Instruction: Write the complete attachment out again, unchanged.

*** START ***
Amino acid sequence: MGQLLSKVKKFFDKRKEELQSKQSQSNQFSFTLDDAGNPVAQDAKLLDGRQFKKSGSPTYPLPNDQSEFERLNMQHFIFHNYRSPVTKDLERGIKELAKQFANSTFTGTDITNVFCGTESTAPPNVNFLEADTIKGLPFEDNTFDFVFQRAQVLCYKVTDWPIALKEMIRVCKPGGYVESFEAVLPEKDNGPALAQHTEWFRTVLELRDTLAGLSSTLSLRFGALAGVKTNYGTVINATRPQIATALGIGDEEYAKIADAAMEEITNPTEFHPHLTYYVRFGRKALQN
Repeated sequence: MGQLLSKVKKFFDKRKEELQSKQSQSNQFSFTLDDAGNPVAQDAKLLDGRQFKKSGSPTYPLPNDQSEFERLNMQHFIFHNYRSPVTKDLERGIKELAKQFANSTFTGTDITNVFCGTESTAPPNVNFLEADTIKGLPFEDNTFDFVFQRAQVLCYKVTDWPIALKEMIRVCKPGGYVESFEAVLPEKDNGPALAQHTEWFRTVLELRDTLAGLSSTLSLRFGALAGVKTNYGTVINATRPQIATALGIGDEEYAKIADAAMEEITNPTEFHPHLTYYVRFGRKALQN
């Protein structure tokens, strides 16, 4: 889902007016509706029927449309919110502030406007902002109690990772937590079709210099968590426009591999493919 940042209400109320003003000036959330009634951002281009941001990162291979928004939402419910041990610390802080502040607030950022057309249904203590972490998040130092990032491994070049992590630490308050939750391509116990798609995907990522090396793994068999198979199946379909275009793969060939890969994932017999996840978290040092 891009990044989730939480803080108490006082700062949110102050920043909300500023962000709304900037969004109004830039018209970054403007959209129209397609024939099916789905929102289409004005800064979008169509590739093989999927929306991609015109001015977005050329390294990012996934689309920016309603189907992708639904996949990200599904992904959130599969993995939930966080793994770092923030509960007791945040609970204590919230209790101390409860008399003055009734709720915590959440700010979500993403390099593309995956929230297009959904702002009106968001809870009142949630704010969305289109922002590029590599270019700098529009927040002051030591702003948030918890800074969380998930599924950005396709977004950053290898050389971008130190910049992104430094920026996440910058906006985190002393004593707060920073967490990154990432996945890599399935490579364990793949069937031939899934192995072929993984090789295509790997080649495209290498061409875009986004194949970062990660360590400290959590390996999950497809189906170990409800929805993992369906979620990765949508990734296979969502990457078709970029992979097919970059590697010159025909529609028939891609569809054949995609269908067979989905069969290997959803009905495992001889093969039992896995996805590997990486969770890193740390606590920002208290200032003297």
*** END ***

Amino acid sequence: MGQLLSKVKKFFDKRKEELQSKQSQSNQFSFTLDDAGNPVAQDAKLLDGRQFKKSGSPTYPLPNDQSEFERLNMQHFIFHNYRSPVTKDLERGIKELAKQFANSTFTGTDITNVFCGTESTAPPNVNFLEADTIKGLPFEDNTFDFVFQRAQVLCYKVTDWPIALKEMIRVCKPGGYVESFEAVLPEKDNGPALAQHTEWFRTVLELRDTLAGLSSTLSLRFGALAGVKTNYGTVINATRPQIATALGIGDEEYAKIADAAMEEITNPTEFHPHLTYYVRFGRKALQN
Repeated sequence: MGQLLSKVKKFFDKRKEELQSKQSQSNQFSFTLDDAGNPVAQDAKLLDGRQFKKSGSPTYPLPNDQSEFERLNMQHFIFHNYRSPVTKDLERGIKELAKQFANSTFTGTDITNVFCGTESTAPPNVNFLEADTIKGLPFEDNTFDFVFQRAQVLCYKVTDWPIALKEMIRVCKPGGYVESFEAVLPEKDNGPALAQHTEWFRTVLELRDTLAGLSSTLSLRFGALAGVKTNYGTVINATRPQIATALGIGDEEYAKIADAAMEEITNPTEFHPHLTYYVRFGRKALQN
């Protein structure tokens, strides 16, 4: 889902007016509706029927449309919110502030406007902002109690990772937590079709210099968590426009591999493919 940042209400109320003003000036959330009634951002281009941001990162291979928004939402419910041990610390802080502040607030950022057309249904203590972490998040130092990032491994070049992590630490308050939750391509116990798609995907990522090396793994068999198979199946379909275009793969060939890969994932017999996840978290040092 891009990044989730939480803080108490006082700062949110102050920043909300500023962000709304900037969004109004830039018209970054403007959209129209397609024939099916789905929102289409004005800064979008169509590739093989999927929306991609015109001015977005050329390294990012996934689309920016309603189907992708639904996949990200599904992904959130599969993995939930966080793994770092923030509960007791945040609970204590919230209790101390409860008399003055009734709720915590959440700010979500993403390099593309995956929230297009959904702002009106968001809870009142949630704010969305289109922002590029590599270019700098529009927040002051030591702003948030918890800074969380998930599924950005396709977004950053290898050389971008130190910049992104430094920026996440910058906006985190002393004593707060920073967490990154990432996945890599399935490579364990793949069937031939899934192995072929993984090789295509790997080649495209290498061409875009986004194949970062990660360590400290959590390996999950497809189906170990409800929805993992369906979620990765949508990734296979969502990457078709970029992979097919970059590697010159025909529609028939891609569809054949995609269908067979989905069969290997959803009905495992001889093969039992896995996805590997990486969770890193740390606590920002208290200032003297």